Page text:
There’s somewhere out there who’s thinking, “You know what I could really go for? Three T.I. albums, in a 12-month period. And a movie to top it off!”
You’re in luck, friend! In what would appear to be an attempt to grab headlines and get people talking, Tip announced some pretty big plans for the next year in a radio interview with Atlanta V-103’s Big Tigger:
“At first [Paperwork, the single album that the trilogy grew from] was gonna be 20 songs, ’cause I had broke it up into like 7 songs for each of those sections. “Now each one of those sections will be a separate album. Maybe like 13 [tracks on each album]. We’ve got a Hustle Gang project also coming…. 3 albums in 12 months, and a movie to finalize it. In 12 months the film should be shot, and we should be presenting it.”
Based on some of his older projects that I grew up on (Trap Muzik, Urban Legend and King), I’ll forever be a Tip supporter. He might be on my personal Rap Mt. Rushmore, depending on what day you ask me. I still find time to listen to his back catalog once every couple of months.
But I can’t support this.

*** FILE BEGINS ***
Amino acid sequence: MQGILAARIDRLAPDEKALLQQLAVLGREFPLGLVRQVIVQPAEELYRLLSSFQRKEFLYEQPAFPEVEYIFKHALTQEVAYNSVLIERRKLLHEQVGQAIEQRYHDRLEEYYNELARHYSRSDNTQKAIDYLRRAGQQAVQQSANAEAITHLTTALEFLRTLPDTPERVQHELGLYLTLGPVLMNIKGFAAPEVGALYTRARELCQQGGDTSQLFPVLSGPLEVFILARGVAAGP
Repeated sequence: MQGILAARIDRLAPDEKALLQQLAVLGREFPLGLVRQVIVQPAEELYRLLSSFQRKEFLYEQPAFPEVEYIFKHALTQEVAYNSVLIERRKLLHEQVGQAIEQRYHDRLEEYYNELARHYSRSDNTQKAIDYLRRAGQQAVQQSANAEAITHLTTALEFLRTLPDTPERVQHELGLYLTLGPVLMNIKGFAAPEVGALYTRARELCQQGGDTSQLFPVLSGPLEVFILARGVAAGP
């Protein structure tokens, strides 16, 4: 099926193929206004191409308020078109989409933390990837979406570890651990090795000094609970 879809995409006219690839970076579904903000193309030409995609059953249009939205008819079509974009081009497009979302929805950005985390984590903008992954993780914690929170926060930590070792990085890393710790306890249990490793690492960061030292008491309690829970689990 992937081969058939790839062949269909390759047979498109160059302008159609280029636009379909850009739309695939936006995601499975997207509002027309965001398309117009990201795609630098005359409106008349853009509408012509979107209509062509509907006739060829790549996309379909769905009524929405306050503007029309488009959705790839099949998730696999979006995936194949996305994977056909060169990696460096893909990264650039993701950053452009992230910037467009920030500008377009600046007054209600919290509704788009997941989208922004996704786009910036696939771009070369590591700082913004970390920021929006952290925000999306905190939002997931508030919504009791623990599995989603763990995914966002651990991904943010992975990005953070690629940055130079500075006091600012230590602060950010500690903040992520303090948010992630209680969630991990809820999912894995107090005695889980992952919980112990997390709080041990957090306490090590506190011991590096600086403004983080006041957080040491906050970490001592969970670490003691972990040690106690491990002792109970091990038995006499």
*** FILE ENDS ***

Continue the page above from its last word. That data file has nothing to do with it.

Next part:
Trouble Man: Heavy Is The Head was decent enough – a notch or two below 2008’s Paper Trail (which was very good in its own right, but still several notches below T.I.’s trinity), a marked improvement over No Mercy. It had a couple of memorable songs that still deserve rotation, but doesn’t inspire one of those, “oh sh*t, I’m going to spend the next 40 minutes listening to [insert classic album]. I might even tweet about it!” moments.
And the next logical step his career is releasing his product in bulk? Unlike up-and-comers, Tip has the luxury of not needing to constantly remind people of his presence. And if we’re being honest, there has yet to be a perfect T.I. album. A lot of them came close, but it’s not like he has an undisputed classic under his belt. Even at his best, there’s usually a bit of filler to sift through.
Who wouldn’t, instead, vote for an album consisting of the absolute highlights of the Paperwork sessions? There’s obviously a lot of material on the cutting room table, but shouldn’t part of being a great rapper – not merely a good one – be a dedication to the craft of building a complete, logical album?
I’m Serious released in 2001, and we still haven’t heard a classic. Please, just focus on quality over quantity. You have that luxury.